Direct interaction of the bacteriophage SPP1 packaging ATPase with the portal protein.
ABSTRACT: DNA packaging in tailed bacteriophages and other viruses requires assembly of a complex molecular machine at a specific vertex of the procapsid. This machine is composed of the portal protein that provides a tunnel for DNA entry, an ATPase that fuels DNA translocation (large terminase subunit), and most frequently, a small terminase subunit. Here we characterized the interaction between the terminase ATPase subunit of bacteriophage SPP1 (gp2) and the procapsid portal vertex. We found, by affinity pulldown assays with purified proteins, that gp2 interacts with the portal protein, gp6, independently of the terminase small subunit gp1, DNA, or ATP. The gp2-procapsid interaction via the portal protein depends on gp2 concentration and requires the presence of divalent cations. Competition experiments showed that isolated gp6 can only inhibit gp2-procapsid interactions and DNA packaging at gp6:procapsid molar ratios above 10-fold. Assays with gp6 carrying mutations in distinct regions of its structure that affect the portal-induced stimulation of ATPase and DNA packaging revealed that none of these mutations impedes gp2-gp6 binding. Our results demonstrate that the SPP1 packaging ATPase binds directly to the portal and that the interaction is stronger with the portal embedded in procapsids. Identification of mutations in gp6 that allow for assembly of the ATPase-portal complex but impair DNA packaging support an intricate cross-talk between the two proteins for activity of the DNA translocation motor.
Project description:The large terminase subunit is a central component of the genome packaging motor from tailed bacteriophages and herpes viruses. This two-domain enzyme has an N-terminal ATPase activity that fuels DNA translocation during packaging and a C-terminal nuclease activity required for initiation and termination of the packaging cycle. Here, we report that bacteriophage SPP1 large terminase (gp2) is a metal-dependent nuclease whose stability and activity are strongly and preferentially enhanced by Mn(2+) ions. Mutation of conserved residues that coordinate Mn(2+) ions in the nuclease catalytic site affect the metal-induced gp2 stabilization and impair both gp2-specific cleavage at the packaging initiation site pac and unspecific nuclease activity. Several of these mutations block also DNA encapsidation without affecting ATP hydrolysis or gp2 C-terminus binding to the procapsid portal vertex. The data are consistent with a mechanism in which the nuclease domain bound to the portal switches between nuclease activity and a coordinated action with the ATPase domain for DNA translocation. This switch of activities of the nuclease domain is critical to achieve the viral chromosome packaging cycle.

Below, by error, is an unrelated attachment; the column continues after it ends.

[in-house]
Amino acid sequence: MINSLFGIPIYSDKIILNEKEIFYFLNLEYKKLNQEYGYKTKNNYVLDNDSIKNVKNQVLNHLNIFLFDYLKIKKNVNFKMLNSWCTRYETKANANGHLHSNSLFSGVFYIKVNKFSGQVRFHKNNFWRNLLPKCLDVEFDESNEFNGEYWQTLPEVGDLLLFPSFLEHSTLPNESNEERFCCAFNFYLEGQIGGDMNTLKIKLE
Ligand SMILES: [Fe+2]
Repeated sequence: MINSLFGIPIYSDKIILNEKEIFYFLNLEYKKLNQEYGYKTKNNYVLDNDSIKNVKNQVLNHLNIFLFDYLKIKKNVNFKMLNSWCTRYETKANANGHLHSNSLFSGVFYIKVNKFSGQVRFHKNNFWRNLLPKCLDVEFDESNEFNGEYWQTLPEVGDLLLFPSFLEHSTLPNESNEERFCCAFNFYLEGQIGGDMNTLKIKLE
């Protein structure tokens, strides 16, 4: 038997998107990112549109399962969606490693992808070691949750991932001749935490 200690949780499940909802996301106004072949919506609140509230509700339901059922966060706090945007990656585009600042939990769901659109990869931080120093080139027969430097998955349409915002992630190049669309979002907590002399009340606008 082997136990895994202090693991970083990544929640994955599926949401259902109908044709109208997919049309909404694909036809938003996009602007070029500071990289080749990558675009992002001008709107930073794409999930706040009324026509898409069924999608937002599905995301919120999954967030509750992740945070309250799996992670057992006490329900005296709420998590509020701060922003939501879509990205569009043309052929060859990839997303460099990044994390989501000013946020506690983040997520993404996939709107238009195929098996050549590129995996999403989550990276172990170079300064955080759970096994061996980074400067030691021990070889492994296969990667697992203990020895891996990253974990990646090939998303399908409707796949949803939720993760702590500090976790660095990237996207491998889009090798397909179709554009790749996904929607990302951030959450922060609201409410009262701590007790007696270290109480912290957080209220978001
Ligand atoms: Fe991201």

Project description:Packaging of viral genomes inside empty procapsids is driven by a powerful ATP-hydrolyzing motor, formed in many double-stranded DNA viruses by a complex of a small terminase (S-terminase) subunit and a large terminase (L-terminase) subunit, transiently docked at the portal vertex during genome packaging. Despite recent progress in elucidating the structure of individual terminase subunits and their domains, little is known about the architecture of an assembled terminase complex. Here, we describe a bacterial co-expression system that yields milligram quantities of the S-terminase:L-terminase complex of the Salmonella phage P22. In vivo assembled terminase complex was affinity-purified and stabilized by addition of non-hydrolyzable ATP, which binds specifically to the ATPase domain of L-terminase. Mapping studies revealed that the N-terminus of L-terminase ATPase domain (residues 1-58) contains a minimal S-terminase binding domain sufficient for stoichiometric association with residues 140-162 of S-terminase, the L-terminase binding domain. Hydrodynamic analysis by analytical ultracentrifugation sedimentation velocity and native mass spectrometry revealed that the purified terminase complex consists predominantly of one copy of the nonameric S-terminase bound to two equivalents of L-terminase (1S-terminase:2L-terminase). Direct visualization of this molecular assembly in negative-stained micrographs yielded a three-dimensional asymmetric reconstruction that resembles a "nutcracker" with two L-terminase protomers projecting from the C-termini of an S-terminase ring. This is the first direct visualization of a purified viral terminase complex analyzed in the absence of DNA and procapsid.